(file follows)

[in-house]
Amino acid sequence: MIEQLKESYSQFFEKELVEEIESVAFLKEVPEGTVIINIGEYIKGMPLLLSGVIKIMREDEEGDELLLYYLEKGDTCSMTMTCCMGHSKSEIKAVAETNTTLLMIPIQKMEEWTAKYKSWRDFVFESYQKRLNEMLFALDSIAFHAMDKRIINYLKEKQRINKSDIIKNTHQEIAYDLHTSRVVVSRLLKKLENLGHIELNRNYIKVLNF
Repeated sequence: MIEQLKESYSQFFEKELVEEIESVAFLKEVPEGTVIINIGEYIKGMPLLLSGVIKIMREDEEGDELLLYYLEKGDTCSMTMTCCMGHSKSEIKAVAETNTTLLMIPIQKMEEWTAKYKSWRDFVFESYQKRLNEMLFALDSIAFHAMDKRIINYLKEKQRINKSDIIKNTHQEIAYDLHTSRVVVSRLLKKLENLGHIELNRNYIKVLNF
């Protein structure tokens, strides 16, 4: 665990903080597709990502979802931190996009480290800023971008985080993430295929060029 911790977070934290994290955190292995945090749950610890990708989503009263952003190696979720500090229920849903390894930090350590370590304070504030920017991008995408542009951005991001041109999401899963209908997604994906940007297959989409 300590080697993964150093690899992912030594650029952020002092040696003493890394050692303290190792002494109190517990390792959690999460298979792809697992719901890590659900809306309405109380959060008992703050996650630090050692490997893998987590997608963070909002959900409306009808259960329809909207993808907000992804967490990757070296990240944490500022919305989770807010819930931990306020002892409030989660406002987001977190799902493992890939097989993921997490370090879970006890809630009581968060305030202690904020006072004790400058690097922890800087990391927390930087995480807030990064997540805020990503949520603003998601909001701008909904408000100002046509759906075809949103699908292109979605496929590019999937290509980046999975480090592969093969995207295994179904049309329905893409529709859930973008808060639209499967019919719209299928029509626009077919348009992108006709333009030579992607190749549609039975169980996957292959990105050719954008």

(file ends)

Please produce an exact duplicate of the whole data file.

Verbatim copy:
[in-house]
Amino acid sequence: MIEQLKESYSQFFEKELVEEIESVAFLKEVPEGTVIINIGEYIKGMPLLLSGVIKIMREDEEGDELLLYYLEKGDTCSMTMTCCMGHSKSEIKAVAETNTTLLMIPIQKMEEWTAKYKSWRDFVFESYQKRLNEMLFALDSIAFHAMDKRIINYLKEKQRINKSDIIKNTHQEIAYDLHTSRVVVSRLLKKLENLGHIELNRNYIKVLNF
Repeated sequence: MIEQLKESYSQFFEKELVEEIESVAFLKEVPEGTVIINIGEYIKGMPLLLSGVIKIMREDEEGDELLLYYLEKGDTCSMTMTCCMGHSKSEIKAVAETNTTLLMIPIQKMEEWTAKYKSWRDFVFESYQKRLNEMLFALDSIAFHAMDKRIINYLKEKQRINKSDIIKNTHQEIAYDLHTSRVVVSRLLKKLENLGHIELNRNYIKVLNF
């Protein structure tokens, strides 16, 4: 665990903080597709990502979802931190996009480290800023971008985080993430295929060029 911790977070934290994290955190292995945090749950610890990708989503009263952003190696979720500090229920849903390894930090350590370590304070504030920017991008995408542009951005991001041109999401899963209908997604994906940007297959989409 300590080697993964150093690899992912030594650029952020002092040696003493890394050692303290190792002494109190517990390792959690999460298979792809697992719901890590659900809306309405109380959060008992703050996650630090050692490997893998987590997608963070909002959900409306009808259960329809909207993808907000992804967490990757070296990240944490500022919305989770807010819930931990306020002892409030989660406002987001977190799902493992890939097989993921997490370090879970006890809630009581968060305030202690904020006072004790400058690097922890800087990391927390930087995480807030990064997540805020990503949520603003998601909001701008909904408000100002046509759906075809949103699908292109979605496929590019999937290509980046999975480090592969093969995207295994179904049309329905893409529709859930973008808060639209499967019919719209299928029509626009077919348009992108006709333009030579992607190749549609039975169980996957292959990105050719954008």